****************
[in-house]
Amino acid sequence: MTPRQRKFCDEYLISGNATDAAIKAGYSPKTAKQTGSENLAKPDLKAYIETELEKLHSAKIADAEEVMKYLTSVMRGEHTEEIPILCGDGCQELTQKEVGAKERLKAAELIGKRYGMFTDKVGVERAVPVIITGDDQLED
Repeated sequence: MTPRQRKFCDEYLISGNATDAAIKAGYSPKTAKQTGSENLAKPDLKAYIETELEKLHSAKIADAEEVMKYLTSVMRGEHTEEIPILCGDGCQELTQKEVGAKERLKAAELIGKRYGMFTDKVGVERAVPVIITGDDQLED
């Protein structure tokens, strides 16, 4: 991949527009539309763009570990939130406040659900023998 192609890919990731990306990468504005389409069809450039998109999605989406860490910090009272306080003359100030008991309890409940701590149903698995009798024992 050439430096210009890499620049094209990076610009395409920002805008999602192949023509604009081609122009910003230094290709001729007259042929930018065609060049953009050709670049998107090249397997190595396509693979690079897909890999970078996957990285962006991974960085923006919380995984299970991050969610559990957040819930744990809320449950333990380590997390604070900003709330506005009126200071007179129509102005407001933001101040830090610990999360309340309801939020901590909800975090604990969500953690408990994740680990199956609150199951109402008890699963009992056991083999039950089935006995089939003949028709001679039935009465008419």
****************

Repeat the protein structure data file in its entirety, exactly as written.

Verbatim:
[in-house]
Amino acid sequence: MTPRQRKFCDEYLISGNATDAAIKAGYSPKTAKQTGSENLAKPDLKAYIETELEKLHSAKIADAEEVMKYLTSVMRGEHTEEIPILCGDGCQELTQKEVGAKERLKAAELIGKRYGMFTDKVGVERAVPVIITGDDQLED
Repeated sequence: MTPRQRKFCDEYLISGNATDAAIKAGYSPKTAKQTGSENLAKPDLKAYIETELEKLHSAKIADAEEVMKYLTSVMRGEHTEEIPILCGDGCQELTQKEVGAKERLKAAELIGKRYGMFTDKVGVERAVPVIITGDDQLED
């Protein structure tokens, strides 16, 4: 991949527009539309763009570990939130406040659900023998 192609890919990731990306990468504005389409069809450039998109999605989406860490910090009272306080003359100030008991309890409940701590149903698995009798024992 050439430096210009890499620049094209990076610009395409920002805008999602192949023509604009081609122009910003230094290709001729007259042929930018065609060049953009050709670049998107090249397997190595396509693979690079897909890999970078996957990285962006991974960085923006919380995984299970991050969610559990957040819930744990809320449950333990380590997390604070900003709330506005009126200071007179129509102005407001933001101040830090610990999360309340309801939020901590909800975090604990969500953690408990994740680990199956609150199951109402008890699963009992056991083999039950089935006995089939003949028709001679039935009465008419």